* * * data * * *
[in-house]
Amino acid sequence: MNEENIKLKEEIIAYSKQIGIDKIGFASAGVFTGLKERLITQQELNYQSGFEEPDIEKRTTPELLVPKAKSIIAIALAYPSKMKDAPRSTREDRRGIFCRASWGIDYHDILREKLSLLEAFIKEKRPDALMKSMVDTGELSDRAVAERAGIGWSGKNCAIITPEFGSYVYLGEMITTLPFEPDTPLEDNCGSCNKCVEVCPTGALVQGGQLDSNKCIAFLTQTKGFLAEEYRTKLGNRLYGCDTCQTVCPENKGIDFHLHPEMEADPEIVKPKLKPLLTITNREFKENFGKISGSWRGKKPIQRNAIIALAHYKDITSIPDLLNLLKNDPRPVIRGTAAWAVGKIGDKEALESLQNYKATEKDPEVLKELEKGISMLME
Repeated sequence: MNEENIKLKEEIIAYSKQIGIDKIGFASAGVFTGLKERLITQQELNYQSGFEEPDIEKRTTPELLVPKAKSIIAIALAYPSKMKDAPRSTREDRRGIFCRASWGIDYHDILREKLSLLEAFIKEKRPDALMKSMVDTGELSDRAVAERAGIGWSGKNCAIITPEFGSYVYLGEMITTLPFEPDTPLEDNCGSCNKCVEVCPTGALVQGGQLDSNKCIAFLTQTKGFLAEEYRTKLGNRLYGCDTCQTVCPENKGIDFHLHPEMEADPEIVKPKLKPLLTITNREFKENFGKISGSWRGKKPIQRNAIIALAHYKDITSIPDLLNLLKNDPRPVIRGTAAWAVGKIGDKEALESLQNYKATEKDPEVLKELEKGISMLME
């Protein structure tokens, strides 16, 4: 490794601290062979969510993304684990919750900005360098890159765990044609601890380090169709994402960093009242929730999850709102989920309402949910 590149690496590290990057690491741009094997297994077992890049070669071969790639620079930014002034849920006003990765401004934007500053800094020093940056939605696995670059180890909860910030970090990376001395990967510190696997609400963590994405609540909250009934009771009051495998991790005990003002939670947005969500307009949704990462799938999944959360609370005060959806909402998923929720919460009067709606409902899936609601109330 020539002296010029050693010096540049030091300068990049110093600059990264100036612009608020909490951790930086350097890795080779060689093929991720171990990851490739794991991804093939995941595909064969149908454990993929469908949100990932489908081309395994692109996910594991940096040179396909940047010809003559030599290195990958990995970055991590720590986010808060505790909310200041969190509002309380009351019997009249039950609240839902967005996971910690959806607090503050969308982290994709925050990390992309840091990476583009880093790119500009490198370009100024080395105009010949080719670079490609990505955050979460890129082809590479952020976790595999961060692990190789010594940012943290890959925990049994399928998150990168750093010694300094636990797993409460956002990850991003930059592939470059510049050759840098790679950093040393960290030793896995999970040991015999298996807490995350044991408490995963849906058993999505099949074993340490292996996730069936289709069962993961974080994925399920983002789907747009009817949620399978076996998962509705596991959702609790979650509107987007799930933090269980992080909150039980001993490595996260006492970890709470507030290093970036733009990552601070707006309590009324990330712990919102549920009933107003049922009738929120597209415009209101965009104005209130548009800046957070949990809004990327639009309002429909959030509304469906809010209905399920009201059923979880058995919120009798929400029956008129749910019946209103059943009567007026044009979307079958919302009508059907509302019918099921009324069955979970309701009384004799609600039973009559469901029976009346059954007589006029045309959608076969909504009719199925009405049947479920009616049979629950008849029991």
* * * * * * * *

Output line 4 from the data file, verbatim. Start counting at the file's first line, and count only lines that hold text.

């Protein structure tokens, strides 16, 4: 490794601290062979969510993304684990919750900005360098890159765990044609601890380090169709994402960093009242929730999850709102989920309402949910 590149690496590290990057690491741009094997297994077992890049070669071969790639620079930014002034849920006003990765401004934007500053800094020093940056939605696995670059180890909860910030970090990376001395990967510190696997609400963590994405609540909250009934009771009051495998991790005990003002939670947005969500307009949704990462799938999944959360609370005060959806909402998923929720919460009067709606409902899936609601109330 020539002296010029050693010096540049030091300068990049110093600059990264100036612009608020909490951790930086350097890795080779060689093929991720171990990851490739794991991804093939995941595909064969149908454990993929469908949100990932489908081309395994692109996910594991940096040179396909940047010809003559030599290195990958990995970055991590720590986010808060505790909310200041969190509002309380009351019997009249039950609240839902967005996971910690959806607090503050969308982290994709925050990390992309840091990476583009880093790119500009490198370009100024080395105009010949080719670079490609990505955050979460890129082809590479952020976790595999961060692990190789010594940012943290890959925990049994399928998150990168750093010694300094636990797993409460956002990850991003930059592939470059510049050759840098790679950093040393960290030793896995999970040991015999298996807490995350044991408490995963849906058993999505099949074993340490292996996730069936289709069962993961974080994925399920983002789907747009009817949620399978076996998962509705596991959702609790979650509107987007799930933090269980992080909150039980001993490595996260006492970890709470507030290093970036733009990552601070707006309590009324990330712990919102549920009933107003049922009738929120597209415009209101965009104005209130548009800046957070949990809004990327639009309002429909959030509304469906809010209905399920009201059923979880058995919120009798929400029956008129749910019946209103059943009567007026044009979307079958919302009508059907509302019918099921009324069955979970309701009384004799609600039973009559469901029976009346059954007589006029045309959608076969909504009719199925009405049947479920009616049979629950008849029991």